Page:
Finally, we also performed a gene-based association analysis, which, given the potential of allelic heterogeneity, was aimed at detecting genes that harbor multiple disease-causing SNPs, some of which confer the risk of PD and some of which confer the risk of AD. This analysis also failed to identify evidence for a significant excess of genes that confer the risk of both PD and AD.
Our findings therefore imply that loci that increase the risk of both PD and AD are not widespread and that the pathological overlap could instead be “downstream” of the primary susceptibility genes that increase the risk of each disease. Moreover, because the vast majority of the cases included in these GWA studies are clinically, rather than pathologically, diagnosed, our results suggest that clinically diagnosed cases of AD are unlikely to be inadvertently contaminated with substantial numbers of cases of pathological PD dementia, and vice versa. Nevertheless, the conclusion that AD and PD do not genetically overlap may be premature. It is possible that the power of our analyses may have been impaired by the exclusion of dementia with Lewy bodies, the phenotype that shares with both AD and PD certain pathological and clinical symptoms, from both primary GWA analyses. Alternatively, our study was limited to the analysis of alleles represented directly or indirectly by SNPs on the arrays. It is therefore possible that the future application of more refined analyses to larger AD and PD studies, which also better capture data from rare alleles, could identify genetic variants that confer an increased risk of both PD and AD.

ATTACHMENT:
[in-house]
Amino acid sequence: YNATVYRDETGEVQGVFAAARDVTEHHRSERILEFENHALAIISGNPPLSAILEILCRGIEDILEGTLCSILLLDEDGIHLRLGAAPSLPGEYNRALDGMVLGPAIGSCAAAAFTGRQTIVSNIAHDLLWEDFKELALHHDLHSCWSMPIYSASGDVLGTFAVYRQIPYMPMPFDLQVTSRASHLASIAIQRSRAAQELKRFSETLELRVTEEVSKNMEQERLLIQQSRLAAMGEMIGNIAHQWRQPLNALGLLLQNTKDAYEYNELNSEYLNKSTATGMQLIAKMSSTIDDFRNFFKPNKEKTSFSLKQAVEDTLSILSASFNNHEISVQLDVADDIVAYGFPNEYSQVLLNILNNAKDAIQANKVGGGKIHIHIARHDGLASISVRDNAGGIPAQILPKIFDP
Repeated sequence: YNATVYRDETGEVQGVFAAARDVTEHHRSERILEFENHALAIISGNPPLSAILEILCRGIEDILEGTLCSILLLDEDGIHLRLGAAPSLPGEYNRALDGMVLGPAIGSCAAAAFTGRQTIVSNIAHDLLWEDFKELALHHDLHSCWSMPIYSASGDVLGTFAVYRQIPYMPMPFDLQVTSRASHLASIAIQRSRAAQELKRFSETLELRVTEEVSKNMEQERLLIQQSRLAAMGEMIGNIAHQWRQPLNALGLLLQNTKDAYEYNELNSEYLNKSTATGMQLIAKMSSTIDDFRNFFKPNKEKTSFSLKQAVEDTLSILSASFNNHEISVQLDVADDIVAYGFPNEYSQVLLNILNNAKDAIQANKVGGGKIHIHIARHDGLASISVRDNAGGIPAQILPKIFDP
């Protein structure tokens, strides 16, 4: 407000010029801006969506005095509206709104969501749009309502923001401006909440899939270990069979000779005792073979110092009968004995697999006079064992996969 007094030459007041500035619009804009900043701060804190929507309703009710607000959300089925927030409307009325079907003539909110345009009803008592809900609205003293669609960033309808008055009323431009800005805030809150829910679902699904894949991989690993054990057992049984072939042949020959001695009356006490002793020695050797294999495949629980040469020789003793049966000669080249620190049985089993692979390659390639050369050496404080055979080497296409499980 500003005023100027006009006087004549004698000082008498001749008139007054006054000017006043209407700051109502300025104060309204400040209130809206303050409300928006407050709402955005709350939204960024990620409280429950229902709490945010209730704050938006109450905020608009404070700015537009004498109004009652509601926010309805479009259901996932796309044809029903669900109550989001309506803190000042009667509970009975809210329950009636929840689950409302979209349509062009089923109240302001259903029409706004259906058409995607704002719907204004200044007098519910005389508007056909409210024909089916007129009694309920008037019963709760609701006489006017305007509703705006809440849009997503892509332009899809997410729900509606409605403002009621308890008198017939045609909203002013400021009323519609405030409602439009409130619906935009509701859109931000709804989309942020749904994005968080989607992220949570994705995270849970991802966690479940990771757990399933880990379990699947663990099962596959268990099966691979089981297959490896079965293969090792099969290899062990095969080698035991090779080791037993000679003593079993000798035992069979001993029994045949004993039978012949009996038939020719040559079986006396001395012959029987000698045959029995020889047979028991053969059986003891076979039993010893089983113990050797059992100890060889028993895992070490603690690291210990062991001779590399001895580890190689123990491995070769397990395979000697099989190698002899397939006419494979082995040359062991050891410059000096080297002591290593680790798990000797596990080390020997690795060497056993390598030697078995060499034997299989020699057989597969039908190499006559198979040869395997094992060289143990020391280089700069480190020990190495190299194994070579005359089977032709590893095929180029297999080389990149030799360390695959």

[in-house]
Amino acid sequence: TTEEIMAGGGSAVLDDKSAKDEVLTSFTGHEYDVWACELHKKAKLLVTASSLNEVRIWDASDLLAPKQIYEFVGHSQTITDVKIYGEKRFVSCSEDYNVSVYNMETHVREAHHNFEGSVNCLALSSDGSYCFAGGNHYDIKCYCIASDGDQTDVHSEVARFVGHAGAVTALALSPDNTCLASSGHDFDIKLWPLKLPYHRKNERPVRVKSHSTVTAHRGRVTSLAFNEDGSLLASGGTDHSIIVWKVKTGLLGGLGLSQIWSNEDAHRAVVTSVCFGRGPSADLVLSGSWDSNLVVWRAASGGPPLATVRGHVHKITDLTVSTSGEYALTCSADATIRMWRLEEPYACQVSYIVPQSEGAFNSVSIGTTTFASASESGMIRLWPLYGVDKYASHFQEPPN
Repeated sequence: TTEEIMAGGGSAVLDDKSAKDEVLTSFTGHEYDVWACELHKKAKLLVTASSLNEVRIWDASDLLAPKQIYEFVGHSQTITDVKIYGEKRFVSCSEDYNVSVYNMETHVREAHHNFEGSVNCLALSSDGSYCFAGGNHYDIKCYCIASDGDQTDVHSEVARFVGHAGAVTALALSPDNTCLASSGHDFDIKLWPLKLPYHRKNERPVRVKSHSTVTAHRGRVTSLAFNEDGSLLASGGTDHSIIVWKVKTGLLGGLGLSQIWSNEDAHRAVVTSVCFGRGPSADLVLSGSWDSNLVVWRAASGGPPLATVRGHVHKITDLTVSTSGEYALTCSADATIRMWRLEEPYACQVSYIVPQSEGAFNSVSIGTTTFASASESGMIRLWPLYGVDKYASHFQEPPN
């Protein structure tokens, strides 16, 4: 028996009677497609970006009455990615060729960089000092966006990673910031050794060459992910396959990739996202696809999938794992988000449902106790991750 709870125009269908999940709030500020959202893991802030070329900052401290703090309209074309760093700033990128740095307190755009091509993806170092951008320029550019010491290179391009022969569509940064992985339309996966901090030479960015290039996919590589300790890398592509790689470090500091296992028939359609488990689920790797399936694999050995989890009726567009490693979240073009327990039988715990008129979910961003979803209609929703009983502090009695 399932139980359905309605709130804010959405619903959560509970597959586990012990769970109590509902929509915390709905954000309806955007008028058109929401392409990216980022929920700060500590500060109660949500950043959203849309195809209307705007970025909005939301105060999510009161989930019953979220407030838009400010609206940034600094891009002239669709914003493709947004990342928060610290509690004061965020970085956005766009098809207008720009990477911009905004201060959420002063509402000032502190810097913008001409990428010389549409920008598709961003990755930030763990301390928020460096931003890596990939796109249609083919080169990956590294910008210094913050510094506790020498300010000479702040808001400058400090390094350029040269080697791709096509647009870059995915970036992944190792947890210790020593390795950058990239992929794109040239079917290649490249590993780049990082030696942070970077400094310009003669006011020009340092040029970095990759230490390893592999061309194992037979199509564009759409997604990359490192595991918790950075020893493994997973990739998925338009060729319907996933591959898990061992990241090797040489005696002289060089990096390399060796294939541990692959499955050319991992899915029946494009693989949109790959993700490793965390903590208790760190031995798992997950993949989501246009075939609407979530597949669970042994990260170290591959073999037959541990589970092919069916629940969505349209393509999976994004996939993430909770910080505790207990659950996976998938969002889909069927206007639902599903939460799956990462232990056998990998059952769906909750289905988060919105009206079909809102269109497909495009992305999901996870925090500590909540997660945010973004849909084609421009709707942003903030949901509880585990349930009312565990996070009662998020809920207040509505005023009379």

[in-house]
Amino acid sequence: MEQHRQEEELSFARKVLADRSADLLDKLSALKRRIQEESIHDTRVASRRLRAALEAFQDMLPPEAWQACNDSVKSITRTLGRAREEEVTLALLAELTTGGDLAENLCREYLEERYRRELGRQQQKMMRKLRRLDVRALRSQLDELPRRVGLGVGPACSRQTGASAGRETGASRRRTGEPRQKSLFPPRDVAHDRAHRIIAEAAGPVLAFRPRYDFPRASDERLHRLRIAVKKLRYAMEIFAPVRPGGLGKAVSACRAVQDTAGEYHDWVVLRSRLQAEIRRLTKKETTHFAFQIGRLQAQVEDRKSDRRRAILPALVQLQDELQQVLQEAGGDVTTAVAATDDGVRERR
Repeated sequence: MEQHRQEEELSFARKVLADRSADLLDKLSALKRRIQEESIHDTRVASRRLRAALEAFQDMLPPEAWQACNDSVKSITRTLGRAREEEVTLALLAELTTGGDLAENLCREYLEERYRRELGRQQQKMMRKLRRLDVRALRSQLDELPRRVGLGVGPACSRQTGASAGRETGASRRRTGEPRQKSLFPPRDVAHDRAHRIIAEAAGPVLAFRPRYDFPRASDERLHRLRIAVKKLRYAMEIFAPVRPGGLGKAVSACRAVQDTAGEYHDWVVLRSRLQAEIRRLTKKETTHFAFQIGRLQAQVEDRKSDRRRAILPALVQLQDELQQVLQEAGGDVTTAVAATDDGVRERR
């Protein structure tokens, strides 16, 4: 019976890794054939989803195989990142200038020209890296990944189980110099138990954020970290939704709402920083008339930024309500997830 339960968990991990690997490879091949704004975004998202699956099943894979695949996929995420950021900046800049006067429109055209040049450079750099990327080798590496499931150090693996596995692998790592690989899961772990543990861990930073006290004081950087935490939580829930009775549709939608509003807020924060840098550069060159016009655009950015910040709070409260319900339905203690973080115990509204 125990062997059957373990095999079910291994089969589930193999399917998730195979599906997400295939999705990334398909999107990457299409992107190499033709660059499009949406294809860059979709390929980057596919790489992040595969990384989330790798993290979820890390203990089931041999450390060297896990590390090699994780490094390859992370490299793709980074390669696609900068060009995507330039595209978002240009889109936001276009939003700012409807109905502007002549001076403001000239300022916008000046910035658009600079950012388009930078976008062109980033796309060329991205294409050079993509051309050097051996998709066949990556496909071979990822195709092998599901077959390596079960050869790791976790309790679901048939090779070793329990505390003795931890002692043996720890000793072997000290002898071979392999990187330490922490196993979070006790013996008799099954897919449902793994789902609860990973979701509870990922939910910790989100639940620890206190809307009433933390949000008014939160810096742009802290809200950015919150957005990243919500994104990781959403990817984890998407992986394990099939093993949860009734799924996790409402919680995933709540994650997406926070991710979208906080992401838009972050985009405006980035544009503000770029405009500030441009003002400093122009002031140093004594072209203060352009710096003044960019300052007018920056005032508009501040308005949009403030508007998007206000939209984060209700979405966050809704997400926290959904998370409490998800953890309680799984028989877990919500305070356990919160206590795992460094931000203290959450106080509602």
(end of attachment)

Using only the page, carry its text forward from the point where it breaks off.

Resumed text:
Accepted for Publication: February 20, 2013.
Corresponding Author: Valentina Moskvina, PhD, Medical Research Council Centre for Neuropsychiatric Genetics and Genomics, Institute of Psychological Medicine and Clinical Neurosciences, Cardiff University School of Medicine, Henry Wellcome Bldg, Heath Park, Cardiff CF14 4XN, Wales (email@example.com).
Published Online: August 5, 2013. doi:10.1001/jamaneurol.2013.448.
Author Contributions:Study concept and design: Moskvina, Simón-Sánchez, Brice, Heutink, Wood, Singleton, Nalls, Hardy, Owen, O’Donovan, J. Williams, Morris, N. M. Williams.
Acquisition of data: Bras, Simón-Sánchez, Gibbs, Schulte, Durr, Guerreiro, Hernandez, Stefánsson, Majamaa, Gasser, Heutink, Martinez, Singleton, Nalls, Hardy, O’Donovan, J. Williams, N. M. Williams.
Analysis and interpretation of data: Moskvina, Harold, Russo, Vedernikov, Sharma, Saad, Holmans, Bettella, Keller, Nicolaou, Gibbs, Gasser, Nalls, Owen, O’Donovan, J. Williams, N. M. Williams.
Drafting of the manuscript: Moskvina, Harold, Vedernikov, Durr, Hernandez, Brice, Hardy, J. Williams, Morris, N. M. Williams.
Critical revision of the manuscript for important intellectual content: Moskvina, Russo, Sharma, Saad, Holmans, Bras, Bettella, Keller, Nicolaou, Simón-Sánchez, Gibbs, Schulte, Guerreiro, Stefánsson, Majamaa, Gasser, Heutink, Wood, Martinez, Singleton, Nalls, Owen, O’Donovan, J. Williams, Morris, N. M. Williams.